The rotarod test is used to assess motor coordination and balance in rodents. Mice have to keep their balance on a rotating rod. The time (latency) it takes the mouse to fall off the rod rotating at different speeds or under continuous acceleration (e.g. from 4 to 40rpm) is recorded as well as the reason for trail end (e.g. falling, jumping).
Commercially available Rotarod apparatus (Bioseb) modified as described below:
Dimensions of the apparatus: Rotating rod diameter is ca. 5cm made of hard plastic material covered by grey rubber foam (cut from insulation material to cover water pipes); lanes width is ca. 5cm. The apparatus must allow an accelerating speed from 4rpm to 40rpm in 300 sec. Latency data are transmitted to the computer and the reasons for trial ends are recorded manually.
On the day of testing, mice should be kept in their home cages and acclimate to the testing room for at least 15 min (acclimation phase).
Weigh each mouse and take note of the body weight on the data sheet. For ease of identification at later trials, mark the mice, using non-toxic ink, with respective stripes at the base of the tail before testing.
Turn on the Rotarod apparatus.
It consists of three trials separated by 15 min inter-trial intervals (ITI). It is possible to run the next batch(es) of mice consecutively in one trial before moving to the next. There is no training period prior to the test phase.
Set apparatus to accelerating mode from 4 to 40rpm in 300sec. The apparatus will indicate “acceleration waiting” of 4rpm constant speed until the start button is pressed.
Test trial 1 (T1): place the mice on the lanes (if handling the mice is difficult leave an empty lane between two mice and measure only 3 mice per run).
Try to have the mice on the rod walking forward to keep their balance. The rod is initially rotating at 4rpm constant speed to allow positioning of all the mice in their respective lanes. Once all the mice are “ready” (i.e. check that they are able to walk forward for a few seconds at 4 rpm) push the start button and the rod will be accelerating from 4 rpm to 40 rpm in 300 sec.
Record the latency at which each mouse falls off the rod if not done automatically and record the reason for trial end (falling, jumping ore passive rotation).
If a mouse is clinging on the rod completes a full passive rotation stop the timer for that mouse by pushing down the lever and record the latency. Remove the mouse and place it back in its home cage. Be very careful not to disturb the other mice that are still running in the adjacent lanes. Also take note of passive rotation on the data sheet.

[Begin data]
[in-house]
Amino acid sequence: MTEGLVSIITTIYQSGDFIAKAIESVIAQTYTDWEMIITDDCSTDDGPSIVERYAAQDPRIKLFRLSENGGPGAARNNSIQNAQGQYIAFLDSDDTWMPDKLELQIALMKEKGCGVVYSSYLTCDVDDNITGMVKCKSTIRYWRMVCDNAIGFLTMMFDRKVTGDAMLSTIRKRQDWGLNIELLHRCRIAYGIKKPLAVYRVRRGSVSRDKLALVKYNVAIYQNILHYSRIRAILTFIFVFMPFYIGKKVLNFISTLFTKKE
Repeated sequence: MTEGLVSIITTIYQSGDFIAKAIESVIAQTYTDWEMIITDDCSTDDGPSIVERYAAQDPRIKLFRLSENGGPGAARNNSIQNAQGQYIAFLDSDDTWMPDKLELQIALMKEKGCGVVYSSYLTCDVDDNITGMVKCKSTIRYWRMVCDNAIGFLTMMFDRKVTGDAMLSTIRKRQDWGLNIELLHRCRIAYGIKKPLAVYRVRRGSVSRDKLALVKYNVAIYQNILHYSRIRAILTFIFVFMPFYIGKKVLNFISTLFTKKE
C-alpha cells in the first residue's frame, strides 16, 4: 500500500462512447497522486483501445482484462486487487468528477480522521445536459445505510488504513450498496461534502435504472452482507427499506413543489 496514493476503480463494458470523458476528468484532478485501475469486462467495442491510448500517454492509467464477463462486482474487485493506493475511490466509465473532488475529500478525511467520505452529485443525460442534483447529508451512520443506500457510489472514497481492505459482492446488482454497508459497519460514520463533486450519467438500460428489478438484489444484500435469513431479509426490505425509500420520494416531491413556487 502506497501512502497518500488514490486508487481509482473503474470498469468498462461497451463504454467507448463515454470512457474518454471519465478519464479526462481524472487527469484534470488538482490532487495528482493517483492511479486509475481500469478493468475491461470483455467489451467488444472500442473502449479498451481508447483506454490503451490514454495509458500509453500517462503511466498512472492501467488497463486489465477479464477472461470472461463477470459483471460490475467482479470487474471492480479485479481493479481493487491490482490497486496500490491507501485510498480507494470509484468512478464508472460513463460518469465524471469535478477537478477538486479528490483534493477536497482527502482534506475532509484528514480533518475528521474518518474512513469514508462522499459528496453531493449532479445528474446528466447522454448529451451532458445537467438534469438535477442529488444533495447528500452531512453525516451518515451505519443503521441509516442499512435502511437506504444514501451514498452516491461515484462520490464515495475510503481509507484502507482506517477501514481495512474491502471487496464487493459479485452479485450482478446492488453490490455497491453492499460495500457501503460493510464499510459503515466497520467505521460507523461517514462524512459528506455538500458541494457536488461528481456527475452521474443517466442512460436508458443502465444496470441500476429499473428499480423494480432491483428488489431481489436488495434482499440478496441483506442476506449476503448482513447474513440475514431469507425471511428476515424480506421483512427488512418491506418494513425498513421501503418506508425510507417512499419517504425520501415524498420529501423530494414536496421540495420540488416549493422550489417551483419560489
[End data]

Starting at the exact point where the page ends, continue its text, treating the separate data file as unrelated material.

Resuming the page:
Clean apparatus with water then with 50% EtOH, wipe it dry. Test the next set of mice repeating the procedure for trial 1 as in 6.6. – 6.9..
Leave a 15 min inter trial interval (ITI) between consecutive trials of the same batch of mice (e.g. T1-ITI-T2-ITI-T3).
The validity of results obtained from behavioural phenotyping is largely dependent on methods of animal husbandry. It is of vital importance that individuals following this procedure are experienced and aware of the animal’s welfare, and is familiar with the animal being tested, in order to reduce the anxiety levels of the animal prior to testing.
The majority of mouse behavioural studies are age/sex/strain dependent. It is important to keep these parameters comparable throughout a single experiment.
Body weight might influence performance in this test. Thus, consideration of body weight is essential for better evaluation of the data.
Surface and diameter of the rod are major parameters affecting performance in this test. These parameters should be rigorously controlled.
Environmental factors may contribute to the levels of anxiety within the mouse. The temperature, humidity, ventilation, noise intensity and lighting intensity must be maintained at levels appropriate for mice. It is essential that the mice be kept in a uniform environment before and after testing to avoid anomalous results being obtained.
There is no training period prior to the test phase.
It is recommended that all phenotyping experimentation is conducted at approximately the same time of day because physiological and biochemical parameters change throughout the day.